In response to the State Farm defendants' notice of removal, plaintiff Elite moved on September 30, 2013 to remand the action to state court on the ground that federal courts lack subject matter jurisdiction over Article 78 special proceedings. Plaintiff argued its Article 78 proceeding "seeks a determination that [the State Farm defendants ] violated New York State laws and Regulations in denying Elite's claims for reimbursement... based entirely on [defendants'] interpretations of New York laws and regulations" properly handled in state courts. Dkt. No. 11, p. 6 (citing Hermann v. Brooklyn Law School, 432 F.Supp. 236, 240 (E.D.N.Y. 1976)).[3]

The State Farm defendants opposed plaintiff Elite's motion to remand the action to state court on the ground that the Court has subject matter jurisdiction pursuant to 28 U.S.C. § 1332 in light of the diversity of citizenship of the parties and the amount in controversy. Defendants pressed their characterization of the dispute as "a commercial breach of contract dispute for damages...." Dkt. No. 14, p. 10.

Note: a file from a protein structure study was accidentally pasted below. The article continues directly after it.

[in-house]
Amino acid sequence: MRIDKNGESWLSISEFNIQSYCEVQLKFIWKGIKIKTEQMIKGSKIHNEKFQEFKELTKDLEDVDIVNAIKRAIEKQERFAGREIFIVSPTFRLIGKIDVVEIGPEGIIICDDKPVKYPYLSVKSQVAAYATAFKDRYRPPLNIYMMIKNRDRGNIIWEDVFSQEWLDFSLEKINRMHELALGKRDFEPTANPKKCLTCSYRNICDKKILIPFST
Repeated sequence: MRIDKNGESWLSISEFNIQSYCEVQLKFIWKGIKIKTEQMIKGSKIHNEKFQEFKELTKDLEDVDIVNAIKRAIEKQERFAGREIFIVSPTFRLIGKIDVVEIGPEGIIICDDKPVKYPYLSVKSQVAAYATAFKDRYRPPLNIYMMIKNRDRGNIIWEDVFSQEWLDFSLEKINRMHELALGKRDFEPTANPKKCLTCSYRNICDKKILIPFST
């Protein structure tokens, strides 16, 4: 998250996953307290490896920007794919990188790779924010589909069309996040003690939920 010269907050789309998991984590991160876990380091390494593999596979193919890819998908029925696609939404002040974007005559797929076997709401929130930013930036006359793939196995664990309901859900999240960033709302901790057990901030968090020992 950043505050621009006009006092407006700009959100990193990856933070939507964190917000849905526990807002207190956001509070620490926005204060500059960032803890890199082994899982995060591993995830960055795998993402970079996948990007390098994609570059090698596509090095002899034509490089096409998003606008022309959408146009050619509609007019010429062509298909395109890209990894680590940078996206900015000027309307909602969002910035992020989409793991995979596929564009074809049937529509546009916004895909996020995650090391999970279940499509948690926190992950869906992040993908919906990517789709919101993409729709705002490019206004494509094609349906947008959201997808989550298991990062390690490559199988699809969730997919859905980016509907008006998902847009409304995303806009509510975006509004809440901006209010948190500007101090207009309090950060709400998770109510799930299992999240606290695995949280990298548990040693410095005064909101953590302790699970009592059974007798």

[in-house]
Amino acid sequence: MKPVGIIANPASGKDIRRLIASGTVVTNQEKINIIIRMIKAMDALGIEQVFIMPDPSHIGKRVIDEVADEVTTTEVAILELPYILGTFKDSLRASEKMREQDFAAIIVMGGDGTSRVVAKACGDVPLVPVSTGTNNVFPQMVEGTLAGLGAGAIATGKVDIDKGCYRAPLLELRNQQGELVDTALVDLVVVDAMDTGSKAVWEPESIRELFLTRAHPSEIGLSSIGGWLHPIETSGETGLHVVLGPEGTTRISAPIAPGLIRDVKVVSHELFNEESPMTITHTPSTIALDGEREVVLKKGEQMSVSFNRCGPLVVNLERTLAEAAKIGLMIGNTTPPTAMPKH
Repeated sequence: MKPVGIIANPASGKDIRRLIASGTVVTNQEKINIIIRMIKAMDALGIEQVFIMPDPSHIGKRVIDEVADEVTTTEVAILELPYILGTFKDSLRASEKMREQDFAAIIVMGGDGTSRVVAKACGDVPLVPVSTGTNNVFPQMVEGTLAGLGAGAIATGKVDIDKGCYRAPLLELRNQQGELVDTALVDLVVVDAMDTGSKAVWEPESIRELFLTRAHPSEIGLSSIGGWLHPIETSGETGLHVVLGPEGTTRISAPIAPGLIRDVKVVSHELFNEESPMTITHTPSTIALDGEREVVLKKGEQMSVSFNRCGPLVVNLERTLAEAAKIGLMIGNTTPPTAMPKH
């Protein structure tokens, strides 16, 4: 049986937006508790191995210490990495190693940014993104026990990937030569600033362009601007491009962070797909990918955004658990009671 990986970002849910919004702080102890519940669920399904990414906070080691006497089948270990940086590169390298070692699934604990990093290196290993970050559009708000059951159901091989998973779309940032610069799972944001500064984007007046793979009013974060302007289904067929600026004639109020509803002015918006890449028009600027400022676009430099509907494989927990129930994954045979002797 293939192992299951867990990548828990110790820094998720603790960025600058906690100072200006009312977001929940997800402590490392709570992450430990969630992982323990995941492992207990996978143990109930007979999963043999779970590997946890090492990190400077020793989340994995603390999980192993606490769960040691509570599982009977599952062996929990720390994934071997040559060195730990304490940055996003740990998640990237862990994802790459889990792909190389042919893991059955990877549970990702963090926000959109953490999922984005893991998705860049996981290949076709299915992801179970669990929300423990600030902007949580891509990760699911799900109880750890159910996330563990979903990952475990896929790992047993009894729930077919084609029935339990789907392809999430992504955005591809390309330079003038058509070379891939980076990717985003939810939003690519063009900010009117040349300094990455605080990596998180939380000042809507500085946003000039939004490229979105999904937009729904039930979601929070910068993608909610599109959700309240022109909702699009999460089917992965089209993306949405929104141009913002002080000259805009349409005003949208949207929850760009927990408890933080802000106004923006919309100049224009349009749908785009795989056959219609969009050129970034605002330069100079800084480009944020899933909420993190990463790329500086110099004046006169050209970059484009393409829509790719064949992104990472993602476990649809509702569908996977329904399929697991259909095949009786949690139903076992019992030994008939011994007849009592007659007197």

The January 8, 2014 Report and Recommendation recognized that plaintiff Elite's action is within the Court's diversity jurisdiction under 28 U.S.C. § 1332. The Report and Recommendation raised for the first time the question whether the Court should abstain from exercising its subject matter jurisdiction. Dkt. No. 16, pp. 6 - 9. Relying on a decision from the Eastern District of New York to abstain in a case also pending on diversity jurisdiction, Herrmann v. Brooklyn Law School, 432 F.Supp. 236 (E.D.N.Y. 1976), and upon a set of considerations that routinely lead courts to decline to exercise supplemental jurisdiction over Article 78 proceedings pursuant to 28 U.S.C. § 1367, the Magistrate Judge recommended the "court should ...